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, 60 (18), 5059-66

Inhibitory Effect of Citrus Nobiletin on Phorbol Ester-Induced Skin Inflammation, Oxidative Stress, and Tumor Promotion in Mice

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  • PMID: 11016629

Inhibitory Effect of Citrus Nobiletin on Phorbol Ester-Induced Skin Inflammation, Oxidative Stress, and Tumor Promotion in Mice

A Murakami et al. Cancer Res.

Abstract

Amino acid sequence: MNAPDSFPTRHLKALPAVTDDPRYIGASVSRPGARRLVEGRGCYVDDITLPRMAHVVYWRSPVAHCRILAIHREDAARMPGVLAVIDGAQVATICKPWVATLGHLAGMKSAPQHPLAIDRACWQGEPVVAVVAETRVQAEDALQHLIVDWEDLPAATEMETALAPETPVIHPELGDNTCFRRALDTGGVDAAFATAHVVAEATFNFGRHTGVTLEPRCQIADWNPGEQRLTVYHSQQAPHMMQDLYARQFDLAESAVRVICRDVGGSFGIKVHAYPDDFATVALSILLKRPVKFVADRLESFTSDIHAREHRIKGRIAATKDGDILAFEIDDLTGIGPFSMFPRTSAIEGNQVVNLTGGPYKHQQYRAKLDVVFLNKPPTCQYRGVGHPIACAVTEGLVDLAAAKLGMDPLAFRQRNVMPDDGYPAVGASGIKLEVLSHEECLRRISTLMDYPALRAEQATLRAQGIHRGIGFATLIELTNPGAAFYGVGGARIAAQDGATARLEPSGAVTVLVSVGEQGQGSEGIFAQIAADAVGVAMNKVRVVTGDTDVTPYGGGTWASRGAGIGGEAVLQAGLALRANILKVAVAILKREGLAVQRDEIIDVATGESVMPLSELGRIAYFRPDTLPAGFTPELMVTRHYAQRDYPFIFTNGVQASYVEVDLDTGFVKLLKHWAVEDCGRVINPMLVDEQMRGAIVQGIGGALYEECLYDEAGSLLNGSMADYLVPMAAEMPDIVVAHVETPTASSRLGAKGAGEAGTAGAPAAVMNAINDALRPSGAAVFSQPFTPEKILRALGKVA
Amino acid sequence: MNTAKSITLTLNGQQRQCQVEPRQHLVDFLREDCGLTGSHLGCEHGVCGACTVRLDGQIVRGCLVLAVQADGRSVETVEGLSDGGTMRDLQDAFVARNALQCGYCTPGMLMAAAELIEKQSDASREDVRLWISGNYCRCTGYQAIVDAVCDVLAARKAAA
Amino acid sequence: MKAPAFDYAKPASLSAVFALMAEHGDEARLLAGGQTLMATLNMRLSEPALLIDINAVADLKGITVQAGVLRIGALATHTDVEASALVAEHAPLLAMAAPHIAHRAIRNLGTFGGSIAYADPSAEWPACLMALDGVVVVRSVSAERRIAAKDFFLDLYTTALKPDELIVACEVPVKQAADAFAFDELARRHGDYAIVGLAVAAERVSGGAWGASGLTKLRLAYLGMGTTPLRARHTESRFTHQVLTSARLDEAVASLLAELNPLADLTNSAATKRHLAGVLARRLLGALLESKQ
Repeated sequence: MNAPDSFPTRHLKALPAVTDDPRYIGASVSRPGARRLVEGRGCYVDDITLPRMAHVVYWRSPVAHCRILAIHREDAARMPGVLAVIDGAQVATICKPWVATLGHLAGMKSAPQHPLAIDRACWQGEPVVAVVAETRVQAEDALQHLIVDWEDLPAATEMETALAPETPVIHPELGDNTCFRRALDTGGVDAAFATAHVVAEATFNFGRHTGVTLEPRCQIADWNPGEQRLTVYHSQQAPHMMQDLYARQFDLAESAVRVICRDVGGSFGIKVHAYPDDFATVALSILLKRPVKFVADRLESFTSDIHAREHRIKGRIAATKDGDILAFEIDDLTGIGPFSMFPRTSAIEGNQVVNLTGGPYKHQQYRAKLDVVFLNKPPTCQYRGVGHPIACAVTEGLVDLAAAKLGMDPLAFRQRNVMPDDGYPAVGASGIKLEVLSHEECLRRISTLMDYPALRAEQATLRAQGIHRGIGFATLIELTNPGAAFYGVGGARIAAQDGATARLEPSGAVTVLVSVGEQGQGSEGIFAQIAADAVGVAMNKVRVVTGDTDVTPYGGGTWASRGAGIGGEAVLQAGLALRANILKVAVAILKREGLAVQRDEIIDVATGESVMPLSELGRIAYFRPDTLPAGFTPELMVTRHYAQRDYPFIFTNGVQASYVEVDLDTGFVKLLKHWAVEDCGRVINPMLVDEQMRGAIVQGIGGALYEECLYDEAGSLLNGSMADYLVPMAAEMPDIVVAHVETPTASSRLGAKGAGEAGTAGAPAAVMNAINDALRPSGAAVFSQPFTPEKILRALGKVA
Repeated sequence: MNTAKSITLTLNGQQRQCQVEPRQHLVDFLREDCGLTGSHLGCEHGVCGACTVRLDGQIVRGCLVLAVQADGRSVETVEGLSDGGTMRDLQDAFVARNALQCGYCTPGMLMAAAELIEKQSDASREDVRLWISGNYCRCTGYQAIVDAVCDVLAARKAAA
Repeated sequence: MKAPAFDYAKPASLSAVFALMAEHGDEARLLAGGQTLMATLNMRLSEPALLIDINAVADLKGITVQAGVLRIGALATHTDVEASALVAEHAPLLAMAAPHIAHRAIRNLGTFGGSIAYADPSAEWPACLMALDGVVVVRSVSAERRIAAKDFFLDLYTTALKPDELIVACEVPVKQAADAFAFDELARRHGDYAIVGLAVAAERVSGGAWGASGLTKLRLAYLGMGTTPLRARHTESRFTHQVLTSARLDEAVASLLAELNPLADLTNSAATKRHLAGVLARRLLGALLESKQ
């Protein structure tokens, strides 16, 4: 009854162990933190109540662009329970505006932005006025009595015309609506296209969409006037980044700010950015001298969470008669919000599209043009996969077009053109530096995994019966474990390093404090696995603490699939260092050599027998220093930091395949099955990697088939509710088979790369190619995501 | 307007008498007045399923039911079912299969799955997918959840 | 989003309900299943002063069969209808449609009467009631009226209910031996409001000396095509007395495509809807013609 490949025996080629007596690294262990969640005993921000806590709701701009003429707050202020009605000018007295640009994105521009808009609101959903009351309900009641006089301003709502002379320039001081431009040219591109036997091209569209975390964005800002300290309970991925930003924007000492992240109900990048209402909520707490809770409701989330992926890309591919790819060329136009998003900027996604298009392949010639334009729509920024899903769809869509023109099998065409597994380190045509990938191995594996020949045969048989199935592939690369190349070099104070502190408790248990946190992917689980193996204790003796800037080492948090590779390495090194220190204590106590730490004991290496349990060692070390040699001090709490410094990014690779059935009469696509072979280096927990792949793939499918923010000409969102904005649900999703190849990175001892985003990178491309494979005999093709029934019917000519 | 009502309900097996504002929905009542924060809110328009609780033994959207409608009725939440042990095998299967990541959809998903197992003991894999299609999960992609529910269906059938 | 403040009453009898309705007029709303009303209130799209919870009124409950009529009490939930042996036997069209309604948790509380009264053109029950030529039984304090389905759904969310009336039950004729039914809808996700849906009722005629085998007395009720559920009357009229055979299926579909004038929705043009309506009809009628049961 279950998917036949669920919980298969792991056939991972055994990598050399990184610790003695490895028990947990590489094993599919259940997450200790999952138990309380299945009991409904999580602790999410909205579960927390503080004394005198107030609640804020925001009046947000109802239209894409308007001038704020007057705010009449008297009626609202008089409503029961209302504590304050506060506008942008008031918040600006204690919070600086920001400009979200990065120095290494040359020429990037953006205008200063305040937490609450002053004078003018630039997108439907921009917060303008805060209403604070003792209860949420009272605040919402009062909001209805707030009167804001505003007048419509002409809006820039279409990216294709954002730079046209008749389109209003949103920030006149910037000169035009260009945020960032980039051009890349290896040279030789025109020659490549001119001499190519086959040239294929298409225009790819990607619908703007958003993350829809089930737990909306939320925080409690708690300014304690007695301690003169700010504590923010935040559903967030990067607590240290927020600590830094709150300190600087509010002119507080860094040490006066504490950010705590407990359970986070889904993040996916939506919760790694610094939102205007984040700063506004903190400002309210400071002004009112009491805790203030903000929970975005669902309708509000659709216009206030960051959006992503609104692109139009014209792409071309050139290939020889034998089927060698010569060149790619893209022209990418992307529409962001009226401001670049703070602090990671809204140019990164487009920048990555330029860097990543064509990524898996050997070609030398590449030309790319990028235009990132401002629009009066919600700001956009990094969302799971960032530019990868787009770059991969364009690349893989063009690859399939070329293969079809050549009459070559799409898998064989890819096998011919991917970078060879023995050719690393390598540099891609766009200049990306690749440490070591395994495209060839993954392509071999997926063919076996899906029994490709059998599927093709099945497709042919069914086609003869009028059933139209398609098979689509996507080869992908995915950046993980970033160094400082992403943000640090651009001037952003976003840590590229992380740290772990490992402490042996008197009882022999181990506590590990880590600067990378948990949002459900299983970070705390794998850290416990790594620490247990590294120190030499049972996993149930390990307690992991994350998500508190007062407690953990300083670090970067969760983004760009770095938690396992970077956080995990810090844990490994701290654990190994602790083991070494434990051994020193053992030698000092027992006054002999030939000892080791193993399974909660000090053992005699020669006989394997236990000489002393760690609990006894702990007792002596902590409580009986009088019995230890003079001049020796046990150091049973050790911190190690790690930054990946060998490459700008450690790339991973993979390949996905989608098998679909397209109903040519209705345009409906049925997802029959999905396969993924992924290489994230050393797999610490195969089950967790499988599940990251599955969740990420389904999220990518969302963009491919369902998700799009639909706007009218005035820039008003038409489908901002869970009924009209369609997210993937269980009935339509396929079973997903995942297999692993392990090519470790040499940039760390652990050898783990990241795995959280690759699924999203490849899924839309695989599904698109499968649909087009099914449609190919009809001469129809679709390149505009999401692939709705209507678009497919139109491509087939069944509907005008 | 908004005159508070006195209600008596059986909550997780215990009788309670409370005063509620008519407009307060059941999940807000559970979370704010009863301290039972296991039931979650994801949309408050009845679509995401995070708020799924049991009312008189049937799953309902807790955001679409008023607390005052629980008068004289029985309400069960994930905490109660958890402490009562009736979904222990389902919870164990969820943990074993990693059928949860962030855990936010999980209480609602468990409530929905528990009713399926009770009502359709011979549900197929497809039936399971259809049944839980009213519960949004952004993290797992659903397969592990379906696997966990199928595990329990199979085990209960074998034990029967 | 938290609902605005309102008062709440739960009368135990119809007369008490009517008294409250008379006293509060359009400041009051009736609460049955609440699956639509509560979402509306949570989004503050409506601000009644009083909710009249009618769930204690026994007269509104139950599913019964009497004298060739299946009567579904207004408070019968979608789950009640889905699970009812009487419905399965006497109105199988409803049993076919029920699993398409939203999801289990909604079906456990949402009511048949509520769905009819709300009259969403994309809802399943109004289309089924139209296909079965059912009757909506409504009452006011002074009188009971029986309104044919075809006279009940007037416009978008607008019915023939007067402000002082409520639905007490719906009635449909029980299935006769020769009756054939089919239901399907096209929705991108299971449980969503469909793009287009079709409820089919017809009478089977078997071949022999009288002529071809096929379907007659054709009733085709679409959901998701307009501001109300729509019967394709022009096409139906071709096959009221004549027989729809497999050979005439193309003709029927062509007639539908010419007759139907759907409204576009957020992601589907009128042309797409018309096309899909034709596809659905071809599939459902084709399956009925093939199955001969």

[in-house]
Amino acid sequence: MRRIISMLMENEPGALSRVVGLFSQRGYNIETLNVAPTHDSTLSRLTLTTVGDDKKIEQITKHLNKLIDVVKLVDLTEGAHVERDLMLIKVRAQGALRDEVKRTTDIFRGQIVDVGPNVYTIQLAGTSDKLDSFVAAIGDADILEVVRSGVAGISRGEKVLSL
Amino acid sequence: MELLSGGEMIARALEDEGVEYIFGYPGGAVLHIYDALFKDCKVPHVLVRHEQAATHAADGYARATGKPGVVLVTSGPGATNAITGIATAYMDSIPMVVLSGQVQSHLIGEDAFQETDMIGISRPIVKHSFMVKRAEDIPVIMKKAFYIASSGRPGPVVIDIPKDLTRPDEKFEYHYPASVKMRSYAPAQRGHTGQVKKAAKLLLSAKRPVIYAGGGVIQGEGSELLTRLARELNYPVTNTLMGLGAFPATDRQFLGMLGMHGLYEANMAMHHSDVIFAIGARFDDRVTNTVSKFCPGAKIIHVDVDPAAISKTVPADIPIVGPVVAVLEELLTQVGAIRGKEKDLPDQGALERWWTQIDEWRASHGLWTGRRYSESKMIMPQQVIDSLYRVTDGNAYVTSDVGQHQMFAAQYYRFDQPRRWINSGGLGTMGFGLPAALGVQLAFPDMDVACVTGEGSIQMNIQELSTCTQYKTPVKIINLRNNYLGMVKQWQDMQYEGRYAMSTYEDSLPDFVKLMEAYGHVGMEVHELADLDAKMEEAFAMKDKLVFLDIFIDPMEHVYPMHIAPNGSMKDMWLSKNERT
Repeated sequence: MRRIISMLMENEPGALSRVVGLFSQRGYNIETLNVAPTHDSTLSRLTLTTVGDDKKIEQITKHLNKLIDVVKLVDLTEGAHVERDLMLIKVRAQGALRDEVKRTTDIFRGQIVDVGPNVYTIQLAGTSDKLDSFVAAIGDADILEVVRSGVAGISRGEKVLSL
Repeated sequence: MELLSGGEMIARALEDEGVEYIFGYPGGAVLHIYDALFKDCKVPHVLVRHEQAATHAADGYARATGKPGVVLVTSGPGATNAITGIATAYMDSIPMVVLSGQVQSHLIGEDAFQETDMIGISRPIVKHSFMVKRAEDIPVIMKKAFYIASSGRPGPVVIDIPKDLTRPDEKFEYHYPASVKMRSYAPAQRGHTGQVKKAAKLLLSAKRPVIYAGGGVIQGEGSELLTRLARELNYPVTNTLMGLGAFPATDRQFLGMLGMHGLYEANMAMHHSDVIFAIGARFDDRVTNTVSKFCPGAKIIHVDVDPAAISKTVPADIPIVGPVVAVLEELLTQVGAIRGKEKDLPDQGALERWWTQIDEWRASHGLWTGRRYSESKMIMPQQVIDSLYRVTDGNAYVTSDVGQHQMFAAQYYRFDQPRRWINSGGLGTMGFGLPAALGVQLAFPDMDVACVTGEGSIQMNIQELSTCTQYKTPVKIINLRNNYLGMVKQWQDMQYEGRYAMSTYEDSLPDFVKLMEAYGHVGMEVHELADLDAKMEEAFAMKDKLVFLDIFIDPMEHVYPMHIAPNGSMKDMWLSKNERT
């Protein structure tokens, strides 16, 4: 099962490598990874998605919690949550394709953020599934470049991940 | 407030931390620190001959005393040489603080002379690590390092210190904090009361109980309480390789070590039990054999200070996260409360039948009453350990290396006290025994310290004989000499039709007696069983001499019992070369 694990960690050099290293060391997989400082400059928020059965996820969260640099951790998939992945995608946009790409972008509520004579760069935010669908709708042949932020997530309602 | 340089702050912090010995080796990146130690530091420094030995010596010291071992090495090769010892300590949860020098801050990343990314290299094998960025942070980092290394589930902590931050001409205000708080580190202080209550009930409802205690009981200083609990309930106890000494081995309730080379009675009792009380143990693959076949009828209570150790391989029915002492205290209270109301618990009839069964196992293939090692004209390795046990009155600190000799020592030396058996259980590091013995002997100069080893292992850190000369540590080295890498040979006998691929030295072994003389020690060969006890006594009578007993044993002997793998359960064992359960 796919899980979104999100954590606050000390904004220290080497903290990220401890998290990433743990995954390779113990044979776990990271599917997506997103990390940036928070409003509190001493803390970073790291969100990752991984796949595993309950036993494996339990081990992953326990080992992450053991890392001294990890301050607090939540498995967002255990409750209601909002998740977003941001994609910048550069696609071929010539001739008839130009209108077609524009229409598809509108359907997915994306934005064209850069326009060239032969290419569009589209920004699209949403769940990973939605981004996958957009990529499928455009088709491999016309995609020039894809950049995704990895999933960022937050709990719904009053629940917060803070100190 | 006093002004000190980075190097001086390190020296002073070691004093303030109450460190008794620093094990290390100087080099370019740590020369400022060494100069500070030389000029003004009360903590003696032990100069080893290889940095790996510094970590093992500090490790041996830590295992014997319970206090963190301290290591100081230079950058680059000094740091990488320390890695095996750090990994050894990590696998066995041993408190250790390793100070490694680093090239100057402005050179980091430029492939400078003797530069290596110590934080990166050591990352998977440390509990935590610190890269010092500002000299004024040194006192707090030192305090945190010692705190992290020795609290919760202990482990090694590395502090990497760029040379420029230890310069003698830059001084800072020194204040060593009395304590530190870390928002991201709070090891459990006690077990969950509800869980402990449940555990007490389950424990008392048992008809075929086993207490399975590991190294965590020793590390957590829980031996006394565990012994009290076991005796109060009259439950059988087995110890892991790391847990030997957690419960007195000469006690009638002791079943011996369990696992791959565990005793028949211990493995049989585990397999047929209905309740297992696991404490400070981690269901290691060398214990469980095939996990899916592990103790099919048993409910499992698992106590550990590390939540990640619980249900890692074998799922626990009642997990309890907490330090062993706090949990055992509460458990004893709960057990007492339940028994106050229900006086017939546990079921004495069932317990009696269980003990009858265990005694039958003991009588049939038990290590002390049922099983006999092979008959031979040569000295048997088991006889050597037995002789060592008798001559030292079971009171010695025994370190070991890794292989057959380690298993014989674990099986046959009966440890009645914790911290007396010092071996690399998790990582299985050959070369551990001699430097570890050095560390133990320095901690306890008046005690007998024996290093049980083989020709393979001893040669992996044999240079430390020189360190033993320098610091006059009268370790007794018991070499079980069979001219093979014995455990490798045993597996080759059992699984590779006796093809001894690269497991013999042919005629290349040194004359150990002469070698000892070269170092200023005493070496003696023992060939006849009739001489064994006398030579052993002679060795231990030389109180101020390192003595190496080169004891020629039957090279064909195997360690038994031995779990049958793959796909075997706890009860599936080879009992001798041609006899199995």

The intake of citrus fruits has been suggested as a way to prevent the development of some types of human cancer. Nitric oxide (NO) is closely associated with the processes of epithelial carcinogenesis. We attempted a search for NO generation inhibitors in Citrus unshiu. The active constituent was traced by an activity-guiding separation. NO and superoxide (O2-) generation was induced by a combination of lipopolysaccharide and IFN-gamma in mouse macrophage RAW 264.7 cells, and by 12-O-tetradecanoylphorbol-13-acetate (TPA) in differentiated human promyelocyte HL-60, respectively. Expression of inducible NO synthase and cyclooxygenase 2 proteins were detected by Western blotting. The in vivo anti-inflammatory and antitumor promoting activities were evaluated by topical TPA application to ICR mouse skin with measurement of edema formation, epidermal thickness, leukocyte infiltration, hydrogen peroxide production, and the rate of proliferating cell nuclear antigen-stained cells. As a result, nobiletin, a polymethoxyflavonoid, was identified as an inhibitor of both NO and O2- generation. Nobiletin significantly inhibited two distinct stages of skin inflammation induced by double TPA application [first stage priming (leukocyte infiltration) and second stage activation (oxidative insult by leukocytes)] by decreasing the inflammatory parameters. It also suppressed the expression of cyclooxygenase-2 and inducible NO synthase proteins and prostaglandin E2 release. Nobiletin inhibited dimethylbenz[a]anthracene (0.19 micromol)/TPA (1.6 nmol)-induced skin tumor formation at doses of 160 and 320 nmol by reducing the number of tumors per mouse by 61.2% (P < 0.001) and 75.7% (P < 0.001), respectively. The present study suggests that nobiletin is a functionally novel and possible chemopreventive agent in inflammation-associated tumorigenesis.

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